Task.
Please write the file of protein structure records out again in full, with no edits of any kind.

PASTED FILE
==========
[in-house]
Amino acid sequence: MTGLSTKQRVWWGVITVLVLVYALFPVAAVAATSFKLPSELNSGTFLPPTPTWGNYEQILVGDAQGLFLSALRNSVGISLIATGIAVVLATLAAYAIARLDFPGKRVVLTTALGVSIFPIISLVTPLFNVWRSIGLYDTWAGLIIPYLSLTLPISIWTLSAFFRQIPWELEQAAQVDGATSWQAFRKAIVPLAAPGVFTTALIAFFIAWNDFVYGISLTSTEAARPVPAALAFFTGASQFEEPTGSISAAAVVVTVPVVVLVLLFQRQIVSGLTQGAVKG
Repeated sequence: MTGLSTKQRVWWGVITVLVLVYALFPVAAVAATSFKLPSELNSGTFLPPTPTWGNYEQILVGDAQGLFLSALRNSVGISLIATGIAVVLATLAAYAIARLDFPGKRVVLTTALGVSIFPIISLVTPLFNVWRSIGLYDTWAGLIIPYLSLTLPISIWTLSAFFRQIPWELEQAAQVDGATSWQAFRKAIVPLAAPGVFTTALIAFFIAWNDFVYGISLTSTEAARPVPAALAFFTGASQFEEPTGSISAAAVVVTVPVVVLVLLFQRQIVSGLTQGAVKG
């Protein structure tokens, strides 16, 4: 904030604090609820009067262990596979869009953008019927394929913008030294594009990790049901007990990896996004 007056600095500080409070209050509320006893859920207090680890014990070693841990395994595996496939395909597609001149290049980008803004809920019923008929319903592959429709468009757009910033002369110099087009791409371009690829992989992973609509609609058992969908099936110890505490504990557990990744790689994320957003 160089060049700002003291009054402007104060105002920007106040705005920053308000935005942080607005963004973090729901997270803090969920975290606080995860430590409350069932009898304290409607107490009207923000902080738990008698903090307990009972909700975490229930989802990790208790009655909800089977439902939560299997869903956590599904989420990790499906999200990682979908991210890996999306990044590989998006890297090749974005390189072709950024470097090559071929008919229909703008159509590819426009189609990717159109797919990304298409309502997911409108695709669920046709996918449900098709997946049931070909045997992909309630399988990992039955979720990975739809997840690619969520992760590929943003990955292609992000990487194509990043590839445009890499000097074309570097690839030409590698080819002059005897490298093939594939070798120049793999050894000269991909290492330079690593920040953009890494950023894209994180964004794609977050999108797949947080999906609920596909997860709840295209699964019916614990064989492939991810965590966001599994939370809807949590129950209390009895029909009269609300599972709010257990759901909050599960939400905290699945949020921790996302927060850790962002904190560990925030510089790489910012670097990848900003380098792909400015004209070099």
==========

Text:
[in-house]
Amino acid sequence: MTGLSTKQRVWWGVITVLVLVYALFPVAAVAATSFKLPSELNSGTFLPPTPTWGNYEQILVGDAQGLFLSALRNSVGISLIATGIAVVLATLAAYAIARLDFPGKRVVLTTALGVSIFPIISLVTPLFNVWRSIGLYDTWAGLIIPYLSLTLPISIWTLSAFFRQIPWELEQAAQVDGATSWQAFRKAIVPLAAPGVFTTALIAFFIAWNDFVYGISLTSTEAARPVPAALAFFTGASQFEEPTGSISAAAVVVTVPVVVLVLLFQRQIVSGLTQGAVKG
Repeated sequence: MTGLSTKQRVWWGVITVLVLVYALFPVAAVAATSFKLPSELNSGTFLPPTPTWGNYEQILVGDAQGLFLSALRNSVGISLIATGIAVVLATLAAYAIARLDFPGKRVVLTTALGVSIFPIISLVTPLFNVWRSIGLYDTWAGLIIPYLSLTLPISIWTLSAFFRQIPWELEQAAQVDGATSWQAFRKAIVPLAAPGVFTTALIAFFIAWNDFVYGISLTSTEAARPVPAALAFFTGASQFEEPTGSISAAAVVVTVPVVVLVLLFQRQIVSGLTQGAVKG
């Protein structure tokens, strides 16, 4: 904030604090609820009067262990596979869009953008019927394929913008030294594009990790049901007990990896996004 007056600095500080409070209050509320006893859920207090680890014990070693841990395994595996496939395909597609001149290049980008803004809920019923008929319903592959429709468009757009910033002369110099087009791409371009690829992989992973609509609609058992969908099936110890505490504990557990990744790689994320957003 160089060049700002003291009054402007104060105002920007106040705005920053308000935005942080607005963004973090729901997270803090969920975290606080995860430590409350069932009898304290409607107490009207923000902080738990008698903090307990009972909700975490229930989802990790208790009655909800089977439902939560299997869903956590599904989420990790499906999200990682979908991210890996999306990044590989998006890297090749974005390189072709950024470097090559071929008919229909703008159509590819426009189609990717159109797919990304298409309502997911409108695709669920046709996918449900098709997946049931070909045997992909309630399988990992039955979720990975739809997840690619969520992760590929943003990955292609992000990487194509990043590839445009890499000097074309570097690839030409590698080819002059005897490298093939594939070798120049793999050894000269991909290492330079690593920040953009890494950023894209994180964004794609977050999108797949947080999906609920596909997860709840295209699964019916614990064989492939991810965590966001599994939370809807949590129950209390009895029909009269609300599972709010257990759901909050599960939400905290699945949020921790996302927060850790962002904190560990925030510089790489910012670097990848900003380098792909400015004209070099």